Blinken: Any Move by China to Invade Taiwan Will Result in ‘Terrible Consequences’
16:21 GMT 04.12.2021 (Updated: 13:26 GMT 06.08.2022)
China continues to perceive Taiwan as a breakaway province, while the authorities in Taipei have repeatedly rejected Beijing's proposal to stick to the "one country, two systems" principle.
US Secretary of State Antony Blinken has warned of horrendous repercussions of a potential scenario of China invading Taiwan.
Speaking at the Reuters Next conference on Friday, Blinken voiced hope that “China's leaders think very carefully about this and about not precipitating a crisis that would have, I think, terrible consequences for lots of people, and one that's in no one's interest, starting with China”.
When asked whether the US could send its forces in the event of an invasion of Taiwan
by Beijing, Blinken said that Washington has been “[…] consistently clear, over many years that we are committed to making sure that Taiwan has the means to defend itself and […] we will continue to make good on that commitment”.
He spoke after US President Joe Biden
said at a virtual meeting with Chinese President Xi Jinping in mid-November that the US adheres to the “one China” policy and does not support "Taiwan’s independence".
"The US government will consistently and long-term adhere to the 'one China' policy, [the US] does not support 'Taiwan's independence' and hopes to maintain peace and stability in the Taiwan Strait region”, Biden pointed out.
POTUS noted during the meeting that the US neither aims to change China’s system nor enter into a conflict with Beijing, according to CCTV.
The remarks came after Taiwan's President Tsai Ing-wen acknowledged in late October the presence of US troops on Taiwanese territory for training purposes.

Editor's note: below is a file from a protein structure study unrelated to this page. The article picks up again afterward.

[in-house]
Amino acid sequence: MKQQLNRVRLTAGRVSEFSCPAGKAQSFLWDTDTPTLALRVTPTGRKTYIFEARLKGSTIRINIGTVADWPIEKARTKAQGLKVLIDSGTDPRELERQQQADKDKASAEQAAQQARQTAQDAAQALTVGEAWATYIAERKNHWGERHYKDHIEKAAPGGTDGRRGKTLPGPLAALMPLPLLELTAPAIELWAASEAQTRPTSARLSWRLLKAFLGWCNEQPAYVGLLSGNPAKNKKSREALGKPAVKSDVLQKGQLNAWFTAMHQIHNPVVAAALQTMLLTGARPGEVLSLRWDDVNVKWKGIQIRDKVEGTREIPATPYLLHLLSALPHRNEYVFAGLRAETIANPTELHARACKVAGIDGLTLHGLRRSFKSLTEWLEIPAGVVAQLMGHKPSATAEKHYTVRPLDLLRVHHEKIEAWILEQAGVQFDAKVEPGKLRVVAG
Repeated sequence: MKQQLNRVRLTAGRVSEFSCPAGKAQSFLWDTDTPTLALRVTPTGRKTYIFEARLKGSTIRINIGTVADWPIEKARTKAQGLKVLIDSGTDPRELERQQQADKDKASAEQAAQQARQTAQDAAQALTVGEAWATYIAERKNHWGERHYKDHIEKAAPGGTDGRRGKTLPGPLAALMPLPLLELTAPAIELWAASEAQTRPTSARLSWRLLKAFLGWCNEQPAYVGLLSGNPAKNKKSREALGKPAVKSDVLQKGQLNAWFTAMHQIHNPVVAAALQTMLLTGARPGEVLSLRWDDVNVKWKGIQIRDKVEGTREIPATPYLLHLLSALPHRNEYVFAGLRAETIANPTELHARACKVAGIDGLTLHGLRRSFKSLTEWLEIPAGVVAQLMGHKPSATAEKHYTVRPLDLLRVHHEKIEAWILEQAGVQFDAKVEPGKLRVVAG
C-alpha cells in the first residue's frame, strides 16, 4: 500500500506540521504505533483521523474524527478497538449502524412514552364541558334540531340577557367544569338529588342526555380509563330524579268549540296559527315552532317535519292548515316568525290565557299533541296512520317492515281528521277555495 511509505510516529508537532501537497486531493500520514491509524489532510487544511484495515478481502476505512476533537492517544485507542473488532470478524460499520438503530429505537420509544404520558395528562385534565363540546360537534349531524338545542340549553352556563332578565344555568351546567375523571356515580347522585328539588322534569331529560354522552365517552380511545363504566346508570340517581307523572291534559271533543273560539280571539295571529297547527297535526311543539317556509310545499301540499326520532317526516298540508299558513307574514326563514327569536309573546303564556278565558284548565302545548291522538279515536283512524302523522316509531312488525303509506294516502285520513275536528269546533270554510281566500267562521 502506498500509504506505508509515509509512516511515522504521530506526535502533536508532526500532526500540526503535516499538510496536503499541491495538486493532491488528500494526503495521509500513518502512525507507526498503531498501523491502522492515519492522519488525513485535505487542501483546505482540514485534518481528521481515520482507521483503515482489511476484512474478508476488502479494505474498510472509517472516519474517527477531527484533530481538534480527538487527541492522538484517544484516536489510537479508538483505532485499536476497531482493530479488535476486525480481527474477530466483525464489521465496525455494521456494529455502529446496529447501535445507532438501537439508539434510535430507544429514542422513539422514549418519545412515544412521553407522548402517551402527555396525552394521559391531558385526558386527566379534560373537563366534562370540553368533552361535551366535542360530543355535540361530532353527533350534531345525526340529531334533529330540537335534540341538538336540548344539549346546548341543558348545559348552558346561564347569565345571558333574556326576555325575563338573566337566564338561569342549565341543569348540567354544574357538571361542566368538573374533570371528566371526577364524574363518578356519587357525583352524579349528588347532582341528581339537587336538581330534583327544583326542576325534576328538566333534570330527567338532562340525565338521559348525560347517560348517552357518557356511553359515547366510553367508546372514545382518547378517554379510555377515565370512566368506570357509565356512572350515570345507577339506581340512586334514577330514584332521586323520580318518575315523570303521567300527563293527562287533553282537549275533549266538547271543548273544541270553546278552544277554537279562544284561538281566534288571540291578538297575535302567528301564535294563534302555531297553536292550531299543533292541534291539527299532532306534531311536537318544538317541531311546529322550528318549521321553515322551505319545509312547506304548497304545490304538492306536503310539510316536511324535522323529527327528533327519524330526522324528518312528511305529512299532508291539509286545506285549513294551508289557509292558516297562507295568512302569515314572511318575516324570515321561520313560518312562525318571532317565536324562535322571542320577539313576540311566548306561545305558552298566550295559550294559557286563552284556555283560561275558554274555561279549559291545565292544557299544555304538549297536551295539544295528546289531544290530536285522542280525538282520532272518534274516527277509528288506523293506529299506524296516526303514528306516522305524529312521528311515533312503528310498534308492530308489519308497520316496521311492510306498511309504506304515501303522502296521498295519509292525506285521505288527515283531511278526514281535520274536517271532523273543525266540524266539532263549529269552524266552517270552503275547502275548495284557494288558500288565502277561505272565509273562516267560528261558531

18 November 2021, 19:07 GMT
The Wall Street Journal earlier reported that US Marines and special operations forces had been secretly training Taiwan's soldiers "for more than a year".
In an interview with CNN, Tsai did not elaborate on how many US military personnel were on the island, but said it was "not as many as people thought". She stressed that Taiwan has "a wide range of cooperation with the US aiming at increasing our [bilateral] defence capability".
The Taiwanese president asserted that the alleged threat from China "is increasing every day", but made it clear that Taipei is open to talks with Beijing.
The Chinese Foreign Ministry reacted to the remarks by stressing that Beijing firmly opposes any form of official exchanges and military contacts between the US and Taiwan
The remarks followed Chinese Foreign Ministry spokesman Wang Wenbin responding to US President Joe Biden's previous promise to "defend Taiwan". The spokesman urged POTUS not to underestimate China's commitment to its claims to the island.
"Taiwan is an inalienable part of China's territory", Wang argued, adding that "the Taiwan issue is purely an internal affair of China that allows no foreign intervention".
This was preceded by the Chinese military sending almost 40 fighter jets to fly near Taiwan's air defence identification zone for two days in a row in early October. Taiwan's Prime Minister Su Tseng-chang responded by condemning the flights as "brutal and barbarian actions", which he claimed were jeopardising regional peace.
18 November 2021, 01:42 GMT
The situation has been exacerbated by the US repeatedly sending its warships to the Taiwan Strait, separating the island from Mainland China
. Beijing dubs such missions provocations, slamming Washington as "the destroyer of peace and stability" in the Taiwan Strait and "a security risk creator in the region".
Beijing considers the island an integral part of China, and adheres to a policy of peaceful reunification under the "One China – Two Systems" model.
The US does not have formal diplomatic relations with Taiwan, but maintains a representative office in Taipei, remaining the island's biggest supplier of military hardware.